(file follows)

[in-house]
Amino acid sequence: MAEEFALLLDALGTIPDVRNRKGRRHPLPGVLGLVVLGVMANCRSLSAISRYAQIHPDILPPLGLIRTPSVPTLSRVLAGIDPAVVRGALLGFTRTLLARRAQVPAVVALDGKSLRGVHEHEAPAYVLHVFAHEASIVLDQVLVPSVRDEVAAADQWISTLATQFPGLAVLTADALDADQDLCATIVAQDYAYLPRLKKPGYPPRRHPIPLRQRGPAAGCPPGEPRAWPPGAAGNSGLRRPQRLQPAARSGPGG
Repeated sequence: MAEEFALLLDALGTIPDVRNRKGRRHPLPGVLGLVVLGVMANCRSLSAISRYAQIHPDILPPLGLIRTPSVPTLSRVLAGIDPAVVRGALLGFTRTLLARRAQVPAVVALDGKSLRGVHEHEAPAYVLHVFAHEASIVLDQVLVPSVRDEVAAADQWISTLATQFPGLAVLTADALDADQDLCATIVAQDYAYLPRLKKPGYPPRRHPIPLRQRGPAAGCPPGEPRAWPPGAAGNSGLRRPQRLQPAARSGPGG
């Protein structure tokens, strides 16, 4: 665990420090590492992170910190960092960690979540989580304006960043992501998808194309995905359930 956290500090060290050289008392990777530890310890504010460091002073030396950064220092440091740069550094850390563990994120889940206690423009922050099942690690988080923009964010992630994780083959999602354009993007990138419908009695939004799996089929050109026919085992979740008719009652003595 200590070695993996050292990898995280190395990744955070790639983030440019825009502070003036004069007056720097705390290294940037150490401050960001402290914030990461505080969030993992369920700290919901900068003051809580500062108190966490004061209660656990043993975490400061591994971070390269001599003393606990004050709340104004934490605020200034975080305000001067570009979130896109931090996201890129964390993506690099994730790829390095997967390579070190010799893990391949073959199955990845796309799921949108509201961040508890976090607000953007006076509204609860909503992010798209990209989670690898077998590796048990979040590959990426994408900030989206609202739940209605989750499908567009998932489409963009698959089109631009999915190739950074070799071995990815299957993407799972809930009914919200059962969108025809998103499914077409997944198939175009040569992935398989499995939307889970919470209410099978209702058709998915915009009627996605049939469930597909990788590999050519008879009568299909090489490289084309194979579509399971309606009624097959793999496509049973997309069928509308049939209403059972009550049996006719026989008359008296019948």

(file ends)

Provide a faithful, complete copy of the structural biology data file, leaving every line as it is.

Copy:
[in-house]
Amino acid sequence: MAEEFALLLDALGTIPDVRNRKGRRHPLPGVLGLVVLGVMANCRSLSAISRYAQIHPDILPPLGLIRTPSVPTLSRVLAGIDPAVVRGALLGFTRTLLARRAQVPAVVALDGKSLRGVHEHEAPAYVLHVFAHEASIVLDQVLVPSVRDEVAAADQWISTLATQFPGLAVLTADALDADQDLCATIVAQDYAYLPRLKKPGYPPRRHPIPLRQRGPAAGCPPGEPRAWPPGAAGNSGLRRPQRLQPAARSGPGG
Repeated sequence: MAEEFALLLDALGTIPDVRNRKGRRHPLPGVLGLVVLGVMANCRSLSAISRYAQIHPDILPPLGLIRTPSVPTLSRVLAGIDPAVVRGALLGFTRTLLARRAQVPAVVALDGKSLRGVHEHEAPAYVLHVFAHEASIVLDQVLVPSVRDEVAAADQWISTLATQFPGLAVLTADALDADQDLCATIVAQDYAYLPRLKKPGYPPRRHPIPLRQRGPAAGCPPGEPRAWPPGAAGNSGLRRPQRLQPAARSGPGG
């Protein structure tokens, strides 16, 4: 665990420090590492992170910190960092960690979540989580304006960043992501998808194309995905359930 956290500090060290050289008392990777530890310890504010460091002073030396950064220092440091740069550094850390563990994120889940206690423009922050099942690690988080923009964010992630994780083959999602354009993007990138419908009695939004799996089929050109026919085992979740008719009652003595 200590070695993996050292990898995280190395990744955070790639983030440019825009502070003036004069007056720097705390290294940037150490401050960001402290914030990461505080969030993992369920700290919901900068003051809580500062108190966490004061209660656990043993975490400061591994971070390269001599003393606990004050709340104004934490605020200034975080305000001067570009979130896109931090996201890129964390993506690099994730790829390095997967390579070190010799893990391949073959199955990845796309799921949108509201961040508890976090607000953007006076509204609860909503992010798209990209989670690898077998590796048990979040590959990426994408900030989206609202739940209605989750499908567009998932489409963009698959089109631009999915190739950074070799071995990815299957993407799972809930009914919200059962969108025809998103499914077409997944198939175009040569992935398989499995939307889970919470209410099978209702058709998915915009009627996605049939469930597909990788590999050519008879009568299909090489490289084309194979579509399971309606009624097959793999496509049973997309069928509308049939209403059972009550049996006719026989008359008296019948």